I'm happy and thankful to report that music has been progressing in ways almost beyond my dreams. I think I knew it was possible to awaken the muscles of my left side and shoulder from the surgery of years ago, and recent strides are making it a reality. I'm working very hard on a piano piece for left hand, hoping to play it on inauguration day (not to bring up that whole sordid and frightening affair). I'm pushing it, to be sure. I'm down to the last page note-wise; there are some phrases at the end very similar to phrases at the beginning but different in subtle ways. Then there's the element of speed--the piece needs to zip along. What am I working on, you ask? I'm not saying, it's a secret! :) But when it's ready--whether this week or not--I'll post a video of it here.

Cello is also progressing well, if I dare say so. It really is very difficult to play an unfretted, stringed instrument! It also takes considerable discipline on my part at the moment. It's very easy indeed to rationalize putting off practice! Progress is slow, but when I take an objective view I see that I have and am making progress. I never expected it to be easy. On the contrary, I knew from piano that taking lessons as an adult is hard. It really is! But fulfilling, and worth every moment of struggle.

Remembering Martin Luther King today,




Sunday, January 1, 2017

Winter ...

In all it's glory. We--those who shovel the driveways, decks, and walkways--have been fortunate that the season's snowfalls--so far--have been light, fluffy, powdery ice crystals.

I have learned that the trick to shoveling the driveway is to have an arsenal of approaches; a battery of physical positions that one can switch into and out of frequently so as to vary stresses on the body. And most successful of all are the variations that allow workouts on contrary motions. So I can now switch between left and right dominant motions, over or under grasps, shoulder or hip workouts in a way that doesn't get me all tired out before I reach the end of the driveway. I suppose this awareness stems from the time I spent taking Alexander Technique lessons. To be sure, shoveling the drive is an aerobic exercise, and with a little mindfulness can employ the whole body in a balanced workout instead of a grinding, dangerously repetitive routine. Mind you, I'm not glorifying shoveling! I'd just as soon stay in and knit. But if one must shovel, it behooves us to do so in a way that is most beneficial! Honestly--if one's going to work that hard, let there be some benefit to it! :)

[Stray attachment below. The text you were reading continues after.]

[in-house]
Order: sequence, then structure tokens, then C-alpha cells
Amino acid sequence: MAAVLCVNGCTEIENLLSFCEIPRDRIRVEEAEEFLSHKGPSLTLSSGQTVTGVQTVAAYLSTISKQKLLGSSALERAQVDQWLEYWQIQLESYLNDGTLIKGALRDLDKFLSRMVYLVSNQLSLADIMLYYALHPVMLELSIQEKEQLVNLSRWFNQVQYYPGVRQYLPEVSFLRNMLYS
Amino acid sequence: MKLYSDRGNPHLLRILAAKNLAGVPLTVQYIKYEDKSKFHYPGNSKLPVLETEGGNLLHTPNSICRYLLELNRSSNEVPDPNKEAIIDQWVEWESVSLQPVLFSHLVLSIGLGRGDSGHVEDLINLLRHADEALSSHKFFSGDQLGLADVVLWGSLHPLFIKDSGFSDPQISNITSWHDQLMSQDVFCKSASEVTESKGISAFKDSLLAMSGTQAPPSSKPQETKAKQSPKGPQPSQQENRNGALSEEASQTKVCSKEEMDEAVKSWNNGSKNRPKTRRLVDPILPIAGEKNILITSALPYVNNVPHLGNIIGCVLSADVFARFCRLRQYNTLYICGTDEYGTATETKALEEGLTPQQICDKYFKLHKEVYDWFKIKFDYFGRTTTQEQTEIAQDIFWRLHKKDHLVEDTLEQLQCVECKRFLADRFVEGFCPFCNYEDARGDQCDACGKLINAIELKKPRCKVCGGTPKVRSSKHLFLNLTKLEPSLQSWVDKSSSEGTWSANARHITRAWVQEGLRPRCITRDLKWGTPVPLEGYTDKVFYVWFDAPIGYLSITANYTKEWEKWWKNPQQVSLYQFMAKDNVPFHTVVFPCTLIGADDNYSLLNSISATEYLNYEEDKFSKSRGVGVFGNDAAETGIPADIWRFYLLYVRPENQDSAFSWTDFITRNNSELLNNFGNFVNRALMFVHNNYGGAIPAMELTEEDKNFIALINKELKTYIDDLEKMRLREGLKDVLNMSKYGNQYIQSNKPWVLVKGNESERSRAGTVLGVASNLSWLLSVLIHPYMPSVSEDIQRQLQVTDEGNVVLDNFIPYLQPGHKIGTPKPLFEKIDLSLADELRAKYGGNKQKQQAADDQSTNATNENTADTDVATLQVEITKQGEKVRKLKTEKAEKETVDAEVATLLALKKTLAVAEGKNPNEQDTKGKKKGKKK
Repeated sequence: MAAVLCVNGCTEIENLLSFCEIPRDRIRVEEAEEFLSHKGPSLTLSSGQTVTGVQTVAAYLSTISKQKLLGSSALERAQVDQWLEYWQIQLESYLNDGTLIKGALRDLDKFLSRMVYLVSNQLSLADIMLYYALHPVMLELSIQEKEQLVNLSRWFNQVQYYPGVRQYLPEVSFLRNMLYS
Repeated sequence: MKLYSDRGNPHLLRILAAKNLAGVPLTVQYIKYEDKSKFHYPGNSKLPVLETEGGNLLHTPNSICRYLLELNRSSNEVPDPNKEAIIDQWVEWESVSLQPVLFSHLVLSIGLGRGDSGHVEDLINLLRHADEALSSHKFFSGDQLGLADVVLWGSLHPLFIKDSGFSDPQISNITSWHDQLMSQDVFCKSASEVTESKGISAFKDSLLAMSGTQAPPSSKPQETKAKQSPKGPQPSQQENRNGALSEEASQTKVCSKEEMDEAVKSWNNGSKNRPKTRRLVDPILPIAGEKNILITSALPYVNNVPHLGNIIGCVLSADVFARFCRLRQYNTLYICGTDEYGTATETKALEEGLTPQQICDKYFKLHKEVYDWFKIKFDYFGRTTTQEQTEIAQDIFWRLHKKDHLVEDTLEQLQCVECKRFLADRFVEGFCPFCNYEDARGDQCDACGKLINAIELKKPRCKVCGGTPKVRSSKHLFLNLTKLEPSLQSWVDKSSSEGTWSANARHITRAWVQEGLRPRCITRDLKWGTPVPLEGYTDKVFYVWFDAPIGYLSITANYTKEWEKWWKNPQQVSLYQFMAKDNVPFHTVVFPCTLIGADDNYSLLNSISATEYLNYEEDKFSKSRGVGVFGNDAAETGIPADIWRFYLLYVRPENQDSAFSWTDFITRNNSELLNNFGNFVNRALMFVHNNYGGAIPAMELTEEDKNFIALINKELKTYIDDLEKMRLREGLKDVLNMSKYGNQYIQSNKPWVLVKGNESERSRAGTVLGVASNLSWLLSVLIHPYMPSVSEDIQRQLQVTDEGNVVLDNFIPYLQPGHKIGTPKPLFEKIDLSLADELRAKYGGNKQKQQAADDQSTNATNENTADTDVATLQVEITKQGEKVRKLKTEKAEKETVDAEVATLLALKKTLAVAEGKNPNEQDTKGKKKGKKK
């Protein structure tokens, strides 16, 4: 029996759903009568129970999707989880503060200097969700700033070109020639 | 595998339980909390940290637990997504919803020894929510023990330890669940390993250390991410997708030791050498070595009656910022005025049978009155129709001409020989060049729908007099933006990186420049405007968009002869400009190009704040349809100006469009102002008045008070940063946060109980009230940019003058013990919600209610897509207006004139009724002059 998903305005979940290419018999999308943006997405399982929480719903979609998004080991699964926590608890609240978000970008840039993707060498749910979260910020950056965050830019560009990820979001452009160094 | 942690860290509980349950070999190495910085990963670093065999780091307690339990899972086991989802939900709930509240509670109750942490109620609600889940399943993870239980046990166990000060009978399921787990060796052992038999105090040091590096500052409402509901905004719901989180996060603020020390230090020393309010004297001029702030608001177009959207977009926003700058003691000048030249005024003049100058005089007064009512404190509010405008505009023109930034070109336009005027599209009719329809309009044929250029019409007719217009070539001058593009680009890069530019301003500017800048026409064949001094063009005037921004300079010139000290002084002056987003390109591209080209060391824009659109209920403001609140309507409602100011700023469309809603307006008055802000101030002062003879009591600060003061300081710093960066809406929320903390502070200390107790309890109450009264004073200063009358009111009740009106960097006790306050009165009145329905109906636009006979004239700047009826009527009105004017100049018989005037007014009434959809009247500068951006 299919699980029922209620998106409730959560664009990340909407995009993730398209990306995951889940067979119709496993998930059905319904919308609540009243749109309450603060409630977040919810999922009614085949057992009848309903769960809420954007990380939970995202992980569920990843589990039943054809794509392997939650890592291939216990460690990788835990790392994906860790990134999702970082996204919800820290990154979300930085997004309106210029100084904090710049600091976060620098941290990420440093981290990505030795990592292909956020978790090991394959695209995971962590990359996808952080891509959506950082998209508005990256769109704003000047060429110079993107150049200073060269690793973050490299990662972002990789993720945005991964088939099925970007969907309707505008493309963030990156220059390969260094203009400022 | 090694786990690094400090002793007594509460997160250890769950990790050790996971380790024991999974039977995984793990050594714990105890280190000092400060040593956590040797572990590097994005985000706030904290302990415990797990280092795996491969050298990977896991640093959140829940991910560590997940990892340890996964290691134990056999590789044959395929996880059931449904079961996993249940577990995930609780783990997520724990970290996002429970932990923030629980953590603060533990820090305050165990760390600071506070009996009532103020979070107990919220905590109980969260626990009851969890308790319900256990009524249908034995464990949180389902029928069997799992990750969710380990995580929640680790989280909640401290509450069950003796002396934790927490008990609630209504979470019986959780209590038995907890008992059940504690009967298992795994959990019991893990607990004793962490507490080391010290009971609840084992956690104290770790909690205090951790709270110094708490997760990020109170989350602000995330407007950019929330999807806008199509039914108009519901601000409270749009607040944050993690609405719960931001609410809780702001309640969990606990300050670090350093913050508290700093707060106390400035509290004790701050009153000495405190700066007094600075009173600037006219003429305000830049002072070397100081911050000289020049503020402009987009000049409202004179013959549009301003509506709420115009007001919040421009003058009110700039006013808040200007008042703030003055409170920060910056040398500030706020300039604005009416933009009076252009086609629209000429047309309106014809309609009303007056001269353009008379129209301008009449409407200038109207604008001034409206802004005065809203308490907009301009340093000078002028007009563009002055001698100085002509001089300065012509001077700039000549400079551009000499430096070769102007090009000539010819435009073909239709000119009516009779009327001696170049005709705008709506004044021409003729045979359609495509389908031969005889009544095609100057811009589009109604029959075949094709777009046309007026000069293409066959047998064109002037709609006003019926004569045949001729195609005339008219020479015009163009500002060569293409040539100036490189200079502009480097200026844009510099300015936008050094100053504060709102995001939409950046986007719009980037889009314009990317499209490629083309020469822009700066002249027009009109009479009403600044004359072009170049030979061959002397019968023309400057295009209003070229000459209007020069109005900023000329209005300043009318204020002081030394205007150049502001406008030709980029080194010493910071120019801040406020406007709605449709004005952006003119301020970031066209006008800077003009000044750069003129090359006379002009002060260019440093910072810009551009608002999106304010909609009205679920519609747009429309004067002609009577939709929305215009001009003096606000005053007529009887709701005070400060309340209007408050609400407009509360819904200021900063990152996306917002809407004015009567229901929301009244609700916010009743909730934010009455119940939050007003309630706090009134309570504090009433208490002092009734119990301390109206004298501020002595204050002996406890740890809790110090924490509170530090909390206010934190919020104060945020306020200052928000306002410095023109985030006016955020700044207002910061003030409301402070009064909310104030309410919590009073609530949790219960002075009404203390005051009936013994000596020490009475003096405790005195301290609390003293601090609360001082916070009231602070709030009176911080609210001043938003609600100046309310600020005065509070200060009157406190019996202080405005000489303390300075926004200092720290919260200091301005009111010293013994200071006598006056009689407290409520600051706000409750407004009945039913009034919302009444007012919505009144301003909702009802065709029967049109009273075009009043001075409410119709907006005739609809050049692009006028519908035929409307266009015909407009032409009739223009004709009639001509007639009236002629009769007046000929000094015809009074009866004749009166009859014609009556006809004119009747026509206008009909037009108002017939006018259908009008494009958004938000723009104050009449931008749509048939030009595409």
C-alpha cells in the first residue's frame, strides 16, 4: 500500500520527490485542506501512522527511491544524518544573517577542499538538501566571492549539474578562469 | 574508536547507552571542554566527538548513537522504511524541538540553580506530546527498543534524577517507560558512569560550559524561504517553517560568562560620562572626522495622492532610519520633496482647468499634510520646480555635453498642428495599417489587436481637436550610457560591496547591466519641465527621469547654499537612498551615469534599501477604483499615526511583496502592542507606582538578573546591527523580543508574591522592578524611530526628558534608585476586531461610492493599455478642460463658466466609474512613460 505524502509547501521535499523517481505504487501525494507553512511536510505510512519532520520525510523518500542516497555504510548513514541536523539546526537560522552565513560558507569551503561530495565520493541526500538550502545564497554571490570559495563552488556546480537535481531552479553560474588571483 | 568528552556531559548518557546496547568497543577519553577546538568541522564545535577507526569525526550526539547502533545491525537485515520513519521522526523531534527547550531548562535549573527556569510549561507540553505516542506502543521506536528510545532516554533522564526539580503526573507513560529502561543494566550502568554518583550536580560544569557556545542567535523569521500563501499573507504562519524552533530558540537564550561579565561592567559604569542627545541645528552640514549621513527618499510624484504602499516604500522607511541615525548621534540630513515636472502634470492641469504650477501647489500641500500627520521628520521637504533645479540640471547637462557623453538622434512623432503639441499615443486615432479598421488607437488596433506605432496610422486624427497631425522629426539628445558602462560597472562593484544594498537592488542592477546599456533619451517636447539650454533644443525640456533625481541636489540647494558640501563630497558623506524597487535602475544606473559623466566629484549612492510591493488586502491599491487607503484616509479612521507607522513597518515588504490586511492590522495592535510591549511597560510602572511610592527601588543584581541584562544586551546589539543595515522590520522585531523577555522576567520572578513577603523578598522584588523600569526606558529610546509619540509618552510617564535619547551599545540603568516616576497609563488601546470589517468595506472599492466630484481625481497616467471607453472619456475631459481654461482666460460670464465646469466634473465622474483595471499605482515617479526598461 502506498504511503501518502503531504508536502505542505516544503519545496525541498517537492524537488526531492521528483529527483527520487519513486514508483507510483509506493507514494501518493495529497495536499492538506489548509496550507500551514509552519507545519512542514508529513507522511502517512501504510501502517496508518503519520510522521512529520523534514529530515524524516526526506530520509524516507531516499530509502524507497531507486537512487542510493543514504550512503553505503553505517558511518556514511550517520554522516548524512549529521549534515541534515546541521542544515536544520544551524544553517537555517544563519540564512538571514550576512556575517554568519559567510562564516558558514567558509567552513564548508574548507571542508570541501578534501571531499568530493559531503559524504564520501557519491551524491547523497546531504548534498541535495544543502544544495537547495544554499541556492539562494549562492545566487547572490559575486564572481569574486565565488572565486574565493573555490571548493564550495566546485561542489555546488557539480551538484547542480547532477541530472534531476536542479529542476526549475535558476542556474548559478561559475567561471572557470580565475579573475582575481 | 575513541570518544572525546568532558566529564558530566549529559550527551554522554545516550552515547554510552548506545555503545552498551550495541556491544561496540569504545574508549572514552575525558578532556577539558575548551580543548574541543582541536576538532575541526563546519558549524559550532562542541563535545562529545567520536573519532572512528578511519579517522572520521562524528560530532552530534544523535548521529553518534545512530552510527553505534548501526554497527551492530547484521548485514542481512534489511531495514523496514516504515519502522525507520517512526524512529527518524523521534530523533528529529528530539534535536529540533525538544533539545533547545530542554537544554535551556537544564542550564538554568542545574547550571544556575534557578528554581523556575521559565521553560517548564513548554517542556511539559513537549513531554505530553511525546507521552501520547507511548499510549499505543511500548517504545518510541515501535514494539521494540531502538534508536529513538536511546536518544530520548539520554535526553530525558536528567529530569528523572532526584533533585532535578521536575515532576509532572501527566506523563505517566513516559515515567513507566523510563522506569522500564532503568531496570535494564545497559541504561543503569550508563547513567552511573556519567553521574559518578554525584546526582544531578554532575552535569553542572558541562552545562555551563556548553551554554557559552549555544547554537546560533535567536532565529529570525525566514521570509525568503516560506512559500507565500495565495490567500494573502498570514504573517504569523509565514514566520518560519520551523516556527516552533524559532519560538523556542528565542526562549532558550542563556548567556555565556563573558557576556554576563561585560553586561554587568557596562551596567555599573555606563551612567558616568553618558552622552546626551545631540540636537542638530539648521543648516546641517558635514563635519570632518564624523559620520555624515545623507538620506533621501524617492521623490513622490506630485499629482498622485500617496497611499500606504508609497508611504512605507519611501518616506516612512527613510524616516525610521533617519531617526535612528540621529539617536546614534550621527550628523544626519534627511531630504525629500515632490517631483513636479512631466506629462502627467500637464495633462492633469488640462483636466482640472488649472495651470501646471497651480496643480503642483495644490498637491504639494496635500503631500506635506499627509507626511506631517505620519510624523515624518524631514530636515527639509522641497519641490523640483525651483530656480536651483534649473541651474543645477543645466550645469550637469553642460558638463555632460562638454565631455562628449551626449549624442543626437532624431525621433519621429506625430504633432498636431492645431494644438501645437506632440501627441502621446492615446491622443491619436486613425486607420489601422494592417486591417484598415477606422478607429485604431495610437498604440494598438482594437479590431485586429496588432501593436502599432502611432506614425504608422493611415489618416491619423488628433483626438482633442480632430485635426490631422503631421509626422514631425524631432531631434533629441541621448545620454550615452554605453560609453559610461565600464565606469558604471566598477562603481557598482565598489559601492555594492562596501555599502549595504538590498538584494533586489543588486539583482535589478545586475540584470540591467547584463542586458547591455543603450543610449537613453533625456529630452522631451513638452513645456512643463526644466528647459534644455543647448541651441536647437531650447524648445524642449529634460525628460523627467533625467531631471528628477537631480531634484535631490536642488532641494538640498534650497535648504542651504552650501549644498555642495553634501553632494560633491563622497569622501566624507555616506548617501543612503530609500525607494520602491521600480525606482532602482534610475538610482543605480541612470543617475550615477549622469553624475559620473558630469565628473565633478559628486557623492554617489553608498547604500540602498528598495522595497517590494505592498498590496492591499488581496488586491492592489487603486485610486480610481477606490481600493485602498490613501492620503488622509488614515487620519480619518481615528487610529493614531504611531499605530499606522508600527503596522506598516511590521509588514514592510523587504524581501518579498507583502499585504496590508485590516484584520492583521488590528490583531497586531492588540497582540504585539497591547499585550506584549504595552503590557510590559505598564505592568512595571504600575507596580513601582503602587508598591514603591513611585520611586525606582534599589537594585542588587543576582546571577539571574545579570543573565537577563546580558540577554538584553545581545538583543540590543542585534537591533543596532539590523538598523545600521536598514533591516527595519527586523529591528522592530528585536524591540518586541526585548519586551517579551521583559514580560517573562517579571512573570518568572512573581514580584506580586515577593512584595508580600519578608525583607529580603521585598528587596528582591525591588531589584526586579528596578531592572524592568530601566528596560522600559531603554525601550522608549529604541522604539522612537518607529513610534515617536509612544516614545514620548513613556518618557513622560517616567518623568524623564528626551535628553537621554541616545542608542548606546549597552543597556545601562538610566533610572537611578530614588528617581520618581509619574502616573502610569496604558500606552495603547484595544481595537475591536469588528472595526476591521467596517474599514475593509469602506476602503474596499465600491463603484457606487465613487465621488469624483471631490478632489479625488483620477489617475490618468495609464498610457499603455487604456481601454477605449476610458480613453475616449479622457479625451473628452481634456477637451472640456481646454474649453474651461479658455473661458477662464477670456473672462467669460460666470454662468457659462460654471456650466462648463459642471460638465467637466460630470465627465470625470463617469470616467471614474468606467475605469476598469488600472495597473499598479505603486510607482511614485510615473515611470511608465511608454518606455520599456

But it sure is beautiful ... our most recent storm ...


A cowl ...

Golly, this one was finished shortly after the VT Sheep and Wool festival. It's report must have got lost in the shuffle!

From a single skein of 'art' spun wool, a cowl... or... cache pot! :)

Yes, it works as a cache pot in a pinch--if one feels compelled to cover up for a special occasion:



Or, if one has a torso as small as a small alabaster sculpture, it can make do as a keep-warm wrap:



But best of all, it's a stylish, warm, cowl. I am especially fond of the colors and textures in this yarn.

Happy New Year! ... And a big honkin' shawl...

First and foremost, Happiest of New Years to all! It's my sincere hope and wish that your dreams comes true, and peace be yours. Looking forward.

- * - * - *- * -

Yes, a big honkin' shawl. One of the reasons, perhaps, why activity here on the blog has been--shall we say--lean. I'm surprised to discover this evening that I haven't specifically mentioned this shawl before. Heaven knows, it's been in the works for a while. It will be large when finished and blocked. It is currently up to about 800 stitches around the perimeter and I still have several rounds to go. It takes at least half an hour to forty minutes to add just one row of stitches!



You can't tell from this picture, but the finished shawl will be square. The pattern is called "In My Garden", knit in Estonian lace stitches.

I have 37 more rows to go; at the current rate that's about 18 hours worth of knitting. Gee, makes me hope I mis-calculated!! But not, and it will go by quickly and I know that when the knitting is done, I will miss this project. As is the case with most large projects, it becomes part of one's routine--the fabric of one's life, one can say. And I will feel a little lost when it's done and I can no longer turn to it for a period of meditation and/or relaxation and--during difficult times even--solace. But not to fear: There are other projects lined up!

Just this evening I decided I will incorporate crimson red beads into the last row of the border. I think that will look quite striking. There is a wonderful place in the city called Bead Paradise (I've mentioned it before)--one of my favorite stores in the whole town--that will have the perfect beads for it ($$!!), but also, nearer to home now, is a place in Enfield, NH: Gemstar that sells beads in addition to minerals and gems. If I'm still working on the shawl in 2 to 3 weeks from now, I will visit Paradise in NYC because I know I can find something very special there; otherwise, I shall traipse over to Gemstar and visit the Shaker Museum which is not far from it on the same trip. That's always a treat.